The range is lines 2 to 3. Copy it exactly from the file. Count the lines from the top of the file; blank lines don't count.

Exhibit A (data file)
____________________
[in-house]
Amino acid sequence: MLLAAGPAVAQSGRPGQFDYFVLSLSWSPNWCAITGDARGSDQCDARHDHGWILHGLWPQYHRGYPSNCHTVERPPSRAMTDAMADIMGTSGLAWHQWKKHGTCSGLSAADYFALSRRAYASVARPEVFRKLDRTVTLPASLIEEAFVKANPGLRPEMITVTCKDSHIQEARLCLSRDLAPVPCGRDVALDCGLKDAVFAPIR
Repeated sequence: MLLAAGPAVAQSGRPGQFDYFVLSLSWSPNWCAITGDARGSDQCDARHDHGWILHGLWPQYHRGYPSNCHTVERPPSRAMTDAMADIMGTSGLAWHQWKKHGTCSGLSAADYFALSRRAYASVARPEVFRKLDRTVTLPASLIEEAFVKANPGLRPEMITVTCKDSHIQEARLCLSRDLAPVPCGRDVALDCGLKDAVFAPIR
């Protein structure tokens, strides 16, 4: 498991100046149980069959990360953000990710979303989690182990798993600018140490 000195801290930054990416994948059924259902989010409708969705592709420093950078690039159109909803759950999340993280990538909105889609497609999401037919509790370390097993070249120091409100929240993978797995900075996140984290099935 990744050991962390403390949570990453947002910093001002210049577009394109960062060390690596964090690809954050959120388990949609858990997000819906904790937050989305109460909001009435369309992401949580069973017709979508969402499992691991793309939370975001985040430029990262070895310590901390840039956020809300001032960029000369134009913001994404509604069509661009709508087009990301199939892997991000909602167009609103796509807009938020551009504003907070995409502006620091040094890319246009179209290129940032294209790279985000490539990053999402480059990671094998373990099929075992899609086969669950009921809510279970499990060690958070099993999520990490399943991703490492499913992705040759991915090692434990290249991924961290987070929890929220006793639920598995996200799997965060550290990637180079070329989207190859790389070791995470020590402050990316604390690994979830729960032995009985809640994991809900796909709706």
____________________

Amino acid sequence: MLLAAGPAVAQSGRPGQFDYFVLSLSWSPNWCAITGDARGSDQCDARHDHGWILHGLWPQYHRGYPSNCHTVERPPSRAMTDAMADIMGTSGLAWHQWKKHGTCSGLSAADYFALSRRAYASVARPEVFRKLDRTVTLPASLIEEAFVKANPGLRPEMITVTCKDSHIQEARLCLSRDLAPVPCGRDVALDCGLKDAVFAPIR
Repeated sequence: MLLAAGPAVAQSGRPGQFDYFVLSLSWSPNWCAITGDARGSDQCDARHDHGWILHGLWPQYHRGYPSNCHTVERPPSRAMTDAMADIMGTSGLAWHQWKKHGTCSGLSAADYFALSRRAYASVARPEVFRKLDRTVTLPASLIEEAFVKANPGLRPEMITVTCKDSHIQEARLCLSRDLAPVPCGRDVALDCGLKDAVFAPIR